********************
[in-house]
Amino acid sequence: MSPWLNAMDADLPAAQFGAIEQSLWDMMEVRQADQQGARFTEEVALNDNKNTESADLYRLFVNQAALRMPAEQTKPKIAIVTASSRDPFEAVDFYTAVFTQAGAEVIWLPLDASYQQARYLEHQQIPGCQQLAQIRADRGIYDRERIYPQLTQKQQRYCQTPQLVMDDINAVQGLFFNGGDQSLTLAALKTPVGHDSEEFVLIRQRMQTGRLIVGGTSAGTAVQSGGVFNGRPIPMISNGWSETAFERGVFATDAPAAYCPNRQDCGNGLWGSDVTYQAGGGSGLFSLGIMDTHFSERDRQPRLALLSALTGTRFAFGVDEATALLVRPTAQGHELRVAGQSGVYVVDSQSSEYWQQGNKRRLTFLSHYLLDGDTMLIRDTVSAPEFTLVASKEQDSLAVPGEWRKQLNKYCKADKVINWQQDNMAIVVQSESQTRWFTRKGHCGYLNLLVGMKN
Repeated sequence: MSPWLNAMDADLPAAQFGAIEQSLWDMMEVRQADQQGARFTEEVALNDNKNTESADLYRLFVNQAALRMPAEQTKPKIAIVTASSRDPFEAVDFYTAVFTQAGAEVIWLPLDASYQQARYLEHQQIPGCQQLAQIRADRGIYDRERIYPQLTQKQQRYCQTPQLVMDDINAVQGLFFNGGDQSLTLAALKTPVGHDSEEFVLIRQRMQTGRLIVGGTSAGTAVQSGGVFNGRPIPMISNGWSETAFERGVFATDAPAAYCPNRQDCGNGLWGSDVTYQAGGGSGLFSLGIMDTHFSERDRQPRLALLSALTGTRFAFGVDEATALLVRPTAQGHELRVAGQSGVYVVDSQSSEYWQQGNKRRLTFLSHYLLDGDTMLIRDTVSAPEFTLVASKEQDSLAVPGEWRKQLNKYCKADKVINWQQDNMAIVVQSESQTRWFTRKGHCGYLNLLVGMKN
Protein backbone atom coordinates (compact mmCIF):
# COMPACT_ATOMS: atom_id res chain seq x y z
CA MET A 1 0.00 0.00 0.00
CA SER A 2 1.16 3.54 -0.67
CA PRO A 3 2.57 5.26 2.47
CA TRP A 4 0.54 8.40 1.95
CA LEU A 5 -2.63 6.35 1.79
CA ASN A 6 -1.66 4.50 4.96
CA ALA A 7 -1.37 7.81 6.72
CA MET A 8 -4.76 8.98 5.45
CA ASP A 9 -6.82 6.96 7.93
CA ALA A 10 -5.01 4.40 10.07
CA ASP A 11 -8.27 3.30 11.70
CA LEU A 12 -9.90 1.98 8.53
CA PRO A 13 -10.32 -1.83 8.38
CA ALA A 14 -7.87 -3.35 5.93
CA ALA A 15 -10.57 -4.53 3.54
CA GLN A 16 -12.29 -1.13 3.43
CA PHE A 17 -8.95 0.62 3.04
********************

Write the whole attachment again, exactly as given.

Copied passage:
[in-house]
Amino acid sequence: MSPWLNAMDADLPAAQFGAIEQSLWDMMEVRQADQQGARFTEEVALNDNKNTESADLYRLFVNQAALRMPAEQTKPKIAIVTASSRDPFEAVDFYTAVFTQAGAEVIWLPLDASYQQARYLEHQQIPGCQQLAQIRADRGIYDRERIYPQLTQKQQRYCQTPQLVMDDINAVQGLFFNGGDQSLTLAALKTPVGHDSEEFVLIRQRMQTGRLIVGGTSAGTAVQSGGVFNGRPIPMISNGWSETAFERGVFATDAPAAYCPNRQDCGNGLWGSDVTYQAGGGSGLFSLGIMDTHFSERDRQPRLALLSALTGTRFAFGVDEATALLVRPTAQGHELRVAGQSGVYVVDSQSSEYWQQGNKRRLTFLSHYLLDGDTMLIRDTVSAPEFTLVASKEQDSLAVPGEWRKQLNKYCKADKVINWQQDNMAIVVQSESQTRWFTRKGHCGYLNLLVGMKN
Repeated sequence: MSPWLNAMDADLPAAQFGAIEQSLWDMMEVRQADQQGARFTEEVALNDNKNTESADLYRLFVNQAALRMPAEQTKPKIAIVTASSRDPFEAVDFYTAVFTQAGAEVIWLPLDASYQQARYLEHQQIPGCQQLAQIRADRGIYDRERIYPQLTQKQQRYCQTPQLVMDDINAVQGLFFNGGDQSLTLAALKTPVGHDSEEFVLIRQRMQTGRLIVGGTSAGTAVQSGGVFNGRPIPMISNGWSETAFERGVFATDAPAAYCPNRQDCGNGLWGSDVTYQAGGGSGLFSLGIMDTHFSERDRQPRLALLSALTGTRFAFGVDEATALLVRPTAQGHELRVAGQSGVYVVDSQSSEYWQQGNKRRLTFLSHYLLDGDTMLIRDTVSAPEFTLVASKEQDSLAVPGEWRKQLNKYCKADKVINWQQDNMAIVVQSESQTRWFTRKGHCGYLNLLVGMKN
Protein backbone atom coordinates (compact mmCIF):
# COMPACT_ATOMS: atom_id res chain seq x y z
CA MET A 1 0.00 0.00 0.00
CA SER A 2 1.16 3.54 -0.67
CA PRO A 3 2.57 5.26 2.47
CA TRP A 4 0.54 8.40 1.95
CA LEU A 5 -2.63 6.35 1.79
CA ASN A 6 -1.66 4.50 4.96
CA ALA A 7 -1.37 7.81 6.72
CA MET A 8 -4.76 8.98 5.45
CA ASP A 9 -6.82 6.96 7.93
CA ALA A 10 -5.01 4.40 10.07
CA ASP A 11 -8.27 3.30 11.70
CA LEU A 12 -9.90 1.98 8.53
CA PRO A 13 -10.32 -1.83 8.38
CA ALA A 14 -7.87 -3.35 5.93
CA ALA A 15 -10.57 -4.53 3.54
CA GLN A 16 -12.29 -1.13 3.43
CA PHE A 17 -8.95 0.62 3.04